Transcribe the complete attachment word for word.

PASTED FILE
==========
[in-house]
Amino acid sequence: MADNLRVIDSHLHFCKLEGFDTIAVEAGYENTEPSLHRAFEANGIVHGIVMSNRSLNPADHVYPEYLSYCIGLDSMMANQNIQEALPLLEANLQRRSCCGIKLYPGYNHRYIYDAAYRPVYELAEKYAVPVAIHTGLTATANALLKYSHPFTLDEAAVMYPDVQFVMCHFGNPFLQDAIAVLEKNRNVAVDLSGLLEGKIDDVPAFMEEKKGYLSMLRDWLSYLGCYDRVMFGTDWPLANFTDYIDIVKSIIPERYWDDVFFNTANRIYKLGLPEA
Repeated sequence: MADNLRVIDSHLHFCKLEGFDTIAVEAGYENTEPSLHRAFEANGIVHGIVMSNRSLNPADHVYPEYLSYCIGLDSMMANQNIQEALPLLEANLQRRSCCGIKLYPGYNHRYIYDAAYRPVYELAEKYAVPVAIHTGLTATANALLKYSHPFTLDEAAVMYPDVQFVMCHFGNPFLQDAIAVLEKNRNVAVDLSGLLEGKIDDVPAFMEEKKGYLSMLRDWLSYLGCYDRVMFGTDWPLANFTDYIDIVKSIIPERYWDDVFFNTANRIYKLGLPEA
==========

[in-house]
Amino acid sequence: MADNLRVIDSHLHFCKLEGFDTIAVEAGYENTEPSLHRAFEANGIVHGIVMSNRSLNPADHVYPEYLSYCIGLDSMMANQNIQEALPLLEANLQRRSCCGIKLYPGYNHRYIYDAAYRPVYELAEKYAVPVAIHTGLTATANALLKYSHPFTLDEAAVMYPDVQFVMCHFGNPFLQDAIAVLEKNRNVAVDLSGLLEGKIDDVPAFMEEKKGYLSMLRDWLSYLGCYDRVMFGTDWPLANFTDYIDIVKSIIPERYWDDVFFNTANRIYKLGLPEA
Repeated sequence: MADNLRVIDSHLHFCKLEGFDTIAVEAGYENTEPSLHRAFEANGIVHGIVMSNRSLNPADHVYPEYLSYCIGLDSMMANQNIQEALPLLEANLQRRSCCGIKLYPGYNHRYIYDAAYRPVYELAEKYAVPVAIHTGLTATANALLKYSHPFTLDEAAVMYPDVQFVMCHFGNPFLQDAIAVLEKNRNVAVDLSGLLEGKIDDVPAFMEEKKGYLSMLRDWLSYLGCYDRVMFGTDWPLANFTDYIDIVKSIIPERYWDDVFFNTANRIYKLGLPEA